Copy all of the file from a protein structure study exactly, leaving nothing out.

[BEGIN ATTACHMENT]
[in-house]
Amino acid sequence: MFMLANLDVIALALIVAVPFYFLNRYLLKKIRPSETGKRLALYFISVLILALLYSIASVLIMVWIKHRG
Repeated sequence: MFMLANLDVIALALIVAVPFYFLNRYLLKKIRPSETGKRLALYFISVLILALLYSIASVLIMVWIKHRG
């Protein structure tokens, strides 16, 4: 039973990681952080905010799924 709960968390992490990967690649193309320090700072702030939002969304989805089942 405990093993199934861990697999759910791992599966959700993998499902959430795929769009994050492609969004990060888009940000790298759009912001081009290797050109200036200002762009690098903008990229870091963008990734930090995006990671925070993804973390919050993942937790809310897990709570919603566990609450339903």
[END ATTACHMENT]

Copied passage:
[in-house]
Amino acid sequence: MFMLANLDVIALALIVAVPFYFLNRYLLKKIRPSETGKRLALYFISVLILALLYSIASVLIMVWIKHRG
Repeated sequence: MFMLANLDVIALALIVAVPFYFLNRYLLKKIRPSETGKRLALYFISVLILALLYSIASVLIMVWIKHRG
């Protein structure tokens, strides 16, 4: 039973990681952080905010799924 709960968390992490990967690649193309320090700072702030939002969304989805089942 405990093993199934861990697999759910791992599966959700993998499902959430795929769009994050492609969004990060888009940000790298759009912001081009290797050109200036200002762009690098903008990229870091963008990734930090995006990671925070993804973390919050993942937790809310897990709570919603566990609450339903």